[From Manxiana, 1870]


May a stone of the kirk be found in our dwelling,
A saying of Manx, well-known to us all;
As the natives of old, in ages gone by,
Religiously kept any relic they could,
And rather than break down a cross or a kirk,
Or suffer the invaders of puritan zeal
Their fury to wreak on a catholic tomb,
Would piously go to the endanger'd kirk,
Take one of its stones and place in their house,
As a symbol of safety to both kirk and them ;
Then, as the Iconoclasts pass'd thro' the land,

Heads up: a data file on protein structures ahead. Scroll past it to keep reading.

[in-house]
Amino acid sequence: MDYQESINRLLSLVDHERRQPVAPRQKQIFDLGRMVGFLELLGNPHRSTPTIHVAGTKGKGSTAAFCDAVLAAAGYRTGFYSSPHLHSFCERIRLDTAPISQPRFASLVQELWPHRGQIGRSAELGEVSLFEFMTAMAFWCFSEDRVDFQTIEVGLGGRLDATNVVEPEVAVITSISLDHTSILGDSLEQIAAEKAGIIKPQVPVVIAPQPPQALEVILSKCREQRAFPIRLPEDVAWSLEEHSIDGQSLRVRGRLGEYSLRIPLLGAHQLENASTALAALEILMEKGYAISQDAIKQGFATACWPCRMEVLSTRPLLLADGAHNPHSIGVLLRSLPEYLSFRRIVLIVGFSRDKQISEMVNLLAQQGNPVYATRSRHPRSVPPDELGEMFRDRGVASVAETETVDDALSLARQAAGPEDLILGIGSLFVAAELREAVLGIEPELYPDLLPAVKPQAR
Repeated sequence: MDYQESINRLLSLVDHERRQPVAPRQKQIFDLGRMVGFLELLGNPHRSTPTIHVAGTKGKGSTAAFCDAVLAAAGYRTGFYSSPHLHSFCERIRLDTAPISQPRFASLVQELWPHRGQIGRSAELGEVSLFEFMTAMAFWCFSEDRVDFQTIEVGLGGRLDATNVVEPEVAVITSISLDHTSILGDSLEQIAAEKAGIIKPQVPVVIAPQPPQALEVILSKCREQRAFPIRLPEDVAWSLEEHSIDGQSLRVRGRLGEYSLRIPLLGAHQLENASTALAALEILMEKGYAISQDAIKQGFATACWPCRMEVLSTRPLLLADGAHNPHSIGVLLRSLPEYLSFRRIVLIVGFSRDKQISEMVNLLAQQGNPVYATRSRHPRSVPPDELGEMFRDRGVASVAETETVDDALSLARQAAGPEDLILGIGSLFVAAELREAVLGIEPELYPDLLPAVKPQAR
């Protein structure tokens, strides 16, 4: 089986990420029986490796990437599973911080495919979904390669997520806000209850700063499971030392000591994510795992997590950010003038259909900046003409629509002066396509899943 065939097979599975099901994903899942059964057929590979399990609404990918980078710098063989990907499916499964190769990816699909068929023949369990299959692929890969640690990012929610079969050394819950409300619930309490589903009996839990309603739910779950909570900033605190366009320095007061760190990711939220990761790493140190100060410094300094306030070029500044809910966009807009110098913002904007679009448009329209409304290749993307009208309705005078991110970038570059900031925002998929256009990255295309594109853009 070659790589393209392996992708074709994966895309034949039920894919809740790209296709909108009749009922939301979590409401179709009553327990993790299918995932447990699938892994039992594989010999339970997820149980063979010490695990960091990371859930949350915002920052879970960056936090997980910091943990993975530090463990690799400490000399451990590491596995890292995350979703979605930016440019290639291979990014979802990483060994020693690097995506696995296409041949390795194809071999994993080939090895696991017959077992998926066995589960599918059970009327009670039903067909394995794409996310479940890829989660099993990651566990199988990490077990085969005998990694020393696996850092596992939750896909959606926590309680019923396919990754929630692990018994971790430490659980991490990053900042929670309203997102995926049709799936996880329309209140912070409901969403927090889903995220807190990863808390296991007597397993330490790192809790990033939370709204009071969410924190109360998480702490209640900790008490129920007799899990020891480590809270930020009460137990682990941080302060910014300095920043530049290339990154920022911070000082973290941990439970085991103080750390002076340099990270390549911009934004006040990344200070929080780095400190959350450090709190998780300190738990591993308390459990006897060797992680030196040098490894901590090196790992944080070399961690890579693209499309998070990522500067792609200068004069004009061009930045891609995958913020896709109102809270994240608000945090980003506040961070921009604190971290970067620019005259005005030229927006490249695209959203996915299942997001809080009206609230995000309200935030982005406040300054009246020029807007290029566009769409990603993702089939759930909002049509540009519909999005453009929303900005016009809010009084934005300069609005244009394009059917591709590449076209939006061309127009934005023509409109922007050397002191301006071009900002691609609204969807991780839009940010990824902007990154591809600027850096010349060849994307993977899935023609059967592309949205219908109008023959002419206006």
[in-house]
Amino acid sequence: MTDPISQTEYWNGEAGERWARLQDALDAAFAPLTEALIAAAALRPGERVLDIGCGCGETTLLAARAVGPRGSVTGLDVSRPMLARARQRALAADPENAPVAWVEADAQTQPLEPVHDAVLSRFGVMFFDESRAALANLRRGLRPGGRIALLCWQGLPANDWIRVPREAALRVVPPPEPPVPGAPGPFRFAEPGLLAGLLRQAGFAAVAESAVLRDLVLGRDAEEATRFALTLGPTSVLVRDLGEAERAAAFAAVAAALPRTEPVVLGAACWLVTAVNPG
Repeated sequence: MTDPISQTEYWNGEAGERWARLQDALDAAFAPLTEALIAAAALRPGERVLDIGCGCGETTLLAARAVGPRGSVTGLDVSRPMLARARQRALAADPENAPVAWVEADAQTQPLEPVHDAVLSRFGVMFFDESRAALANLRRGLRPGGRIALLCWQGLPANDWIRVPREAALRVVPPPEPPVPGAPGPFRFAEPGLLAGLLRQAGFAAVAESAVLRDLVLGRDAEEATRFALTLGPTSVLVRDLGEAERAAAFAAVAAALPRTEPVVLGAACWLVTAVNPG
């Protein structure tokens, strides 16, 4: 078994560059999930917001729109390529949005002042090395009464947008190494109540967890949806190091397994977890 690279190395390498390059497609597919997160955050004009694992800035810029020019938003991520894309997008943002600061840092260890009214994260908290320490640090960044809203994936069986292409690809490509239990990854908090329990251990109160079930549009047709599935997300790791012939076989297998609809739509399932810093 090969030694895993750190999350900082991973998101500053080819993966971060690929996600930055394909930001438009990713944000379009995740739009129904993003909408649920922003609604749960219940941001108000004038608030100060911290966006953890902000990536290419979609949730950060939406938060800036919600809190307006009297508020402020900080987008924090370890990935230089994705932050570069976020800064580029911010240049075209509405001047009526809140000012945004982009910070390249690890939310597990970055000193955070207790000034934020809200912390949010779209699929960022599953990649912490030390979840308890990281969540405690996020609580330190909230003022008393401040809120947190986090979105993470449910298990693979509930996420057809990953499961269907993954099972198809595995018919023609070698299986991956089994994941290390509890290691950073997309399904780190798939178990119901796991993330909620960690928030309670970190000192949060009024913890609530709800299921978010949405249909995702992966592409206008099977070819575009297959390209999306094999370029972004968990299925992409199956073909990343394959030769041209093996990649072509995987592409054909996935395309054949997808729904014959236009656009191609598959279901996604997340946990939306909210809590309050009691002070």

Knocking down crosses — despoiling the kirks —
As they pass *d on their way, a curse on the isle,
Threat'ning houses and all in one common raid,
The sire from within would point to the stone,
" The kirk stone is sacred, ah ! leave us alone,
Else you'll rue it (I guess) ere to Ramsey you'll reach,
Touch this stone and you'll drown in the channel deep sea
Thus, as blood on the lintel in ancient of days,
Was the Passover mark that saved all within,
So as invasions many from Norway and Scot,
Swept over the Isle like a tempest at sea ;
The neighbours next meeting, as they look'd on the stone,
Consecrated for them — saw the good it had done,
The lives it had saved, the kirks it preserved,
They all cried in chorus and chanted the words.

* May a stone of the kirk be found in our dwelling.


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HTML Transcription © F.Coakley , 2002